Where to Stay and How to Get Around Taipei, Taiwan

Read on for where to stay and how to get around Taipei, along with our favorite communication hack.

No comments

Taiwan, off the east coast of China, is a wonderful destination for family travel. Taiwan is safe, the people are friendly, and the entire country is less than 14,000 square miles.

Here, we’ll cover where to stay and how to get around Taipei, Taiwan’s capital city on the North coast of the island.

Getting Around Taipei

Taipei is international and sophisticated. Hotels are of a high-caliber and food choices are endless. Getting around Taipei is easy. From the airport, you can easily take a taxi or the MRT to your hotel. The MRT is Taiwan’s subway system. It’s cheap, efficient, and very easy to navigate with signs in English and Mandarin. Children under 6 are free.

Pick up an Taipei Rapid Transit map at the airport or at an MRT station and you’ll be able to get around with no problem. (TIP: Be sure to follow the painted floors that tell you where to wait and where to board when waiting for an MRT train. Let departing passengers off first before trying to get on the train.) You’ll find that many passengers will give up their seat to a family riding with young children.

Where to Stay

Taiwan is broken up by districts (or neighborhoods) and most maps will label the areas of the city by district. Our pick while getting settled in Taipei is the Sheraton Grand Taipei Hotel (No 12, Sec 1, Zhongxiao East Road, Zhongzheng District).

The Sheraton Grand Taipei is a massive hotel with a great swimming pool on the roof that the kids will love, along with a gym, club suite and several restaurants and shops. It’s right out the door to the MRT station making it extremely convenient for touring the city, or if you prefer, staff will hail you a cab.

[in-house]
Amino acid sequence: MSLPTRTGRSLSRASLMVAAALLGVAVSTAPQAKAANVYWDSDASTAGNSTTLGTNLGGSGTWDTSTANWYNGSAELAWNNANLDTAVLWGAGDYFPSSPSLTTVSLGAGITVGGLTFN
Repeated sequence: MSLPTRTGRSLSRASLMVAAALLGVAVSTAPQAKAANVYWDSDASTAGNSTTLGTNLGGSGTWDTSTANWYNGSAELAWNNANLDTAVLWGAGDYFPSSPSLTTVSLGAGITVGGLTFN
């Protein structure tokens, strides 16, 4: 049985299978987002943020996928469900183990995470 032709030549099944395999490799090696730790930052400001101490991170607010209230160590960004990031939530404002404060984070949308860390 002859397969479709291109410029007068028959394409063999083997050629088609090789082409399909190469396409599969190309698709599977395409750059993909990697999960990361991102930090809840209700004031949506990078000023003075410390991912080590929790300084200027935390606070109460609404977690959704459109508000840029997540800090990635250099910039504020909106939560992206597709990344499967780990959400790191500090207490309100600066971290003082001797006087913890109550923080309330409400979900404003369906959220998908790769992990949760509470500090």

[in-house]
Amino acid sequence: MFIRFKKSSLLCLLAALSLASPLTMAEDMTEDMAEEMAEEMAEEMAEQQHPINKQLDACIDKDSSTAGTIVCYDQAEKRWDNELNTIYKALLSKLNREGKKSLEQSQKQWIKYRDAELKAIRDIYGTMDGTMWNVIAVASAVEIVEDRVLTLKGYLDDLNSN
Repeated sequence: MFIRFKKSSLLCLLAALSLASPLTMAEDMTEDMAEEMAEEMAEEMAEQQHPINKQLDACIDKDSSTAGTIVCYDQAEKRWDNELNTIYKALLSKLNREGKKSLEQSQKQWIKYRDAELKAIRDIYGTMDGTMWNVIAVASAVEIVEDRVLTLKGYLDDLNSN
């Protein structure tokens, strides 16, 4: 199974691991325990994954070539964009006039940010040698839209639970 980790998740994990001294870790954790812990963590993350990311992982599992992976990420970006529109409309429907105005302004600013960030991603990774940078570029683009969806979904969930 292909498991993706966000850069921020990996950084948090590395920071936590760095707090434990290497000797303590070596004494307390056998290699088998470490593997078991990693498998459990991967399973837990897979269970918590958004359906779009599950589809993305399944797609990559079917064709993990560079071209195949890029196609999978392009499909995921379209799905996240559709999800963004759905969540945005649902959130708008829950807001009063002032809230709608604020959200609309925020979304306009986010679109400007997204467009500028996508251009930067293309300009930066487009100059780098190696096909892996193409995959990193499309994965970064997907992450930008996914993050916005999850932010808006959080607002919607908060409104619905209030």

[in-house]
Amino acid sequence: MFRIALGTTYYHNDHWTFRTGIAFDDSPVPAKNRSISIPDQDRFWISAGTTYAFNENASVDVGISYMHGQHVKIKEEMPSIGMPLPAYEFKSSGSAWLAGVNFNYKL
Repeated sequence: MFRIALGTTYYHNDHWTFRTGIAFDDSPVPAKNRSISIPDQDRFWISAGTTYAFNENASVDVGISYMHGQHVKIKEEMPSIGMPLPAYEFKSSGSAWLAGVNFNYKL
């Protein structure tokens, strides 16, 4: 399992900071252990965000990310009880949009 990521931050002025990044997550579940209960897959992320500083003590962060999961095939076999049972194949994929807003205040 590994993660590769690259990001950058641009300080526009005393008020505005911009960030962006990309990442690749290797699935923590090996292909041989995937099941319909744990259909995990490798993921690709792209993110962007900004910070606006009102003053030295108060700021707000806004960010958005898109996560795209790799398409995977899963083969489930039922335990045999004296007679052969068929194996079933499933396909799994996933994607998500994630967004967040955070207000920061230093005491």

Another reason we love this hotel is the massive buffet that the main restaurant is known for. While on the pricey side, it offers boundless choices for breakfast, lunch or dinner with choices the entire family will appreciate. (In addition, seemingly small details: little little kids will love the special utensils, plate and cup that wait staff will bring for their meal and everyone will enjoy watching the exposed glass elevators go up and down.)

Communication Tip:

Visitors should not have a hard time communicating in Taipei as you are likely to find many people able to help you out in English. However, for the fun of it, or for when you venture outside of Taipei, it’s a good idea to learn a few words that can help, such as hello, goodbye, how much, where’s the bathroom, I want, etc.

Try the Pleco app. It’s a wonderful app that will let you type in what you want to say and even give you sentence examples for context so you’re sure of what you are looking for.

There is an option to listen to the audio file of the word or sentence you are looking for, which is extremely helpful since Mandarin is a tonal language, meaning if you say the tone of the word incorrectly, you will not be understood. I’ve even seen people play the audio file for a person they are trying to converse with rather than say it themselves!

For more on family travel in Taipei, visit: